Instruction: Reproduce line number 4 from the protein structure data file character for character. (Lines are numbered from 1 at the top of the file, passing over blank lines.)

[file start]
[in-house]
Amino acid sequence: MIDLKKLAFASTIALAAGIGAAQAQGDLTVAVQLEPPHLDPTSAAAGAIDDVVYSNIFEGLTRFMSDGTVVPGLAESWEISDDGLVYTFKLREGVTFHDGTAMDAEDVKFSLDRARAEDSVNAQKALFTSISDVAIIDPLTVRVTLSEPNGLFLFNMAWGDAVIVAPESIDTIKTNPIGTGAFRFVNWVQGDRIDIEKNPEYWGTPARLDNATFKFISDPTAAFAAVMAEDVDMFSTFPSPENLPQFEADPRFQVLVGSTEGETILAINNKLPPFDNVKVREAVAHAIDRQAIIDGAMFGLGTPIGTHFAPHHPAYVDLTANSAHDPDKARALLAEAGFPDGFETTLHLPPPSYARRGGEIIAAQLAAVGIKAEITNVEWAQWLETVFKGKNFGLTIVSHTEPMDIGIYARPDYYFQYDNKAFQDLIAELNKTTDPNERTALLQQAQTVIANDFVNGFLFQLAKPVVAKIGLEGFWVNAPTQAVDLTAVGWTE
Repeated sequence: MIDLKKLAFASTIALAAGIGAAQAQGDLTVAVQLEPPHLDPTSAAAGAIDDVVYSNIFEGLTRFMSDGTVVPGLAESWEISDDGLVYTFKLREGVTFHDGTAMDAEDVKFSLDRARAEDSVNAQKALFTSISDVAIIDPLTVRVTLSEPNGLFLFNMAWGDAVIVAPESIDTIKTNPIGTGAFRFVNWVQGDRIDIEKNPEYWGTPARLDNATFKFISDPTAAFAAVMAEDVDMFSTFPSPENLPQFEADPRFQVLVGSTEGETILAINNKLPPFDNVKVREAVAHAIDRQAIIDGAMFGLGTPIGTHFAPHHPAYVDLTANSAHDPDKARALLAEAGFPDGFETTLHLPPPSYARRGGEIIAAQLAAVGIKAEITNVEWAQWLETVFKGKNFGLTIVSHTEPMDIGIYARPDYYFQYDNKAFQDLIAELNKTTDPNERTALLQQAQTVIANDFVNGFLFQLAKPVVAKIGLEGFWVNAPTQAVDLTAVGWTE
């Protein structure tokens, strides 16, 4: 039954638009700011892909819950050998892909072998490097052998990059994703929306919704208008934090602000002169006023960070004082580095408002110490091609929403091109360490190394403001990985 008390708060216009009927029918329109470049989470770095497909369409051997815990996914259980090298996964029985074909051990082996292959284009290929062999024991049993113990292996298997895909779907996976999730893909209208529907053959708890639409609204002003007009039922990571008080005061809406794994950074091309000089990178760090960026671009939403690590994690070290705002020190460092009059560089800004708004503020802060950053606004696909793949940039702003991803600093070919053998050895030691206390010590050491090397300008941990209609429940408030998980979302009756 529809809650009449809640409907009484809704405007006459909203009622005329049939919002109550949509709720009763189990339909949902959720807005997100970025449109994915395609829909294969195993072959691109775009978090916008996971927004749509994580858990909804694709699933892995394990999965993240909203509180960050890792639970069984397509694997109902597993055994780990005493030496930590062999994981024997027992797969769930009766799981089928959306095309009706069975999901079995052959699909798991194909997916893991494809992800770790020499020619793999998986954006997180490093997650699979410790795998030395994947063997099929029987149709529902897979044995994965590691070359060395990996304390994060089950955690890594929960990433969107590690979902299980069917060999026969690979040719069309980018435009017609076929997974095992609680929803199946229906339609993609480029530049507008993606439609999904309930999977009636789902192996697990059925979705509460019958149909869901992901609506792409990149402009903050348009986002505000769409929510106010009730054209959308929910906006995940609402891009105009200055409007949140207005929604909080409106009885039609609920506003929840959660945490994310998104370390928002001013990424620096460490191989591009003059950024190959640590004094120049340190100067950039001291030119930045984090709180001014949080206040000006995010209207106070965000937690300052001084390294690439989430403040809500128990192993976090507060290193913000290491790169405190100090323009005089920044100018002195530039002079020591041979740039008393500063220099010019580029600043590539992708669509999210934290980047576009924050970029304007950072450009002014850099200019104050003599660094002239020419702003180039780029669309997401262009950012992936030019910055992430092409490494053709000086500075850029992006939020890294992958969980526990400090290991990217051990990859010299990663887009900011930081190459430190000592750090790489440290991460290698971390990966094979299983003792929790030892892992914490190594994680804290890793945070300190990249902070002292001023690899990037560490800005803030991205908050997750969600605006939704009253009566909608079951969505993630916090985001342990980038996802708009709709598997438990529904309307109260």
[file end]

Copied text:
């Protein structure tokens, strides 16, 4: 039954638009700011892909819950050998892909072998490097052998990059994703929306919704208008934090602000002169006023960070004082580095408002110490091609929403091109360490190394403001990985 008390708060216009009927029918329109470049989470770095497909369409051997815990996914259980090298996964029985074909051990082996292959284009290929062999024991049993113990292996298997895909779907996976999730893909209208529907053959708890639409609204002003007009039922990571008080005061809406794994950074091309000089990178760090960026671009939403690590994690070290705002020190460092009059560089800004708004503020802060950053606004696909793949940039702003991803600093070919053998050895030691206390010590050491090397300008941990209609429940408030998980979302009756 529809809650009449809640409907009484809704405007006459909203009622005329049939919002109550949509709720009763189990339909949902959720807005997100970025449109994915395609829909294969195993072959691109775009978090916008996971927004749509994580858990909804694709699933892995394990999965993240909203509180960050890792639970069984397509694997109902597993055994780990005493030496930590062999994981024997027992797969769930009766799981089928959306095309009706069975999901079995052959699909798991194909997916893991494809992800770790020499020619793999998986954006997180490093997650699979410790795998030395994947063997099929029987149709529902897979044995994965590691070359060395990996304390994060089950955690890594929960990433969107590690979902299980069917060999026969690979040719069309980018435009017609076929997974095992609680929803199946229906339609993609480029530049507008993606439609999904309930999977009636789902192996697990059925979705509460019958149909869901992901609506792409990149402009903050348009986002505000769409929510106010009730054209959308929910906006995940609402891009105009200055409007949140207005929604909080409106009885039609609920506003929840959660945490994310998104370390928002001013990424620096460490191989591009003059950024190959640590004094120049340190100067950039001291030119930045984090709180001014949080206040000006995010209207106070965000937690300052001084390294690439989430403040809500128990192993976090507060290193913000290491790169405190100090323009005089920044100018002195530039002079020591041979740039008393500063220099010019580029600043590539992708669509999210934290980047576009924050970029304007950072450009002014850099200019104050003599660094002239020419702003180039780029669309997401262009950012992936030019910055992430092409490494053709000086500075850029992006939020890294992958969980526990400090290991990217051990990859010299990663887009900011930081190459430190000592750090790489440290991460290698971390990966094979299983003792929790030892892992914490190594994680804290890793945070300190990249902070002292001023690899990037560490800005803030991205908050997750969600605006939704009253009566909608079951969505993630916090985001342990980038996802708009709709598997438990529904309307109260």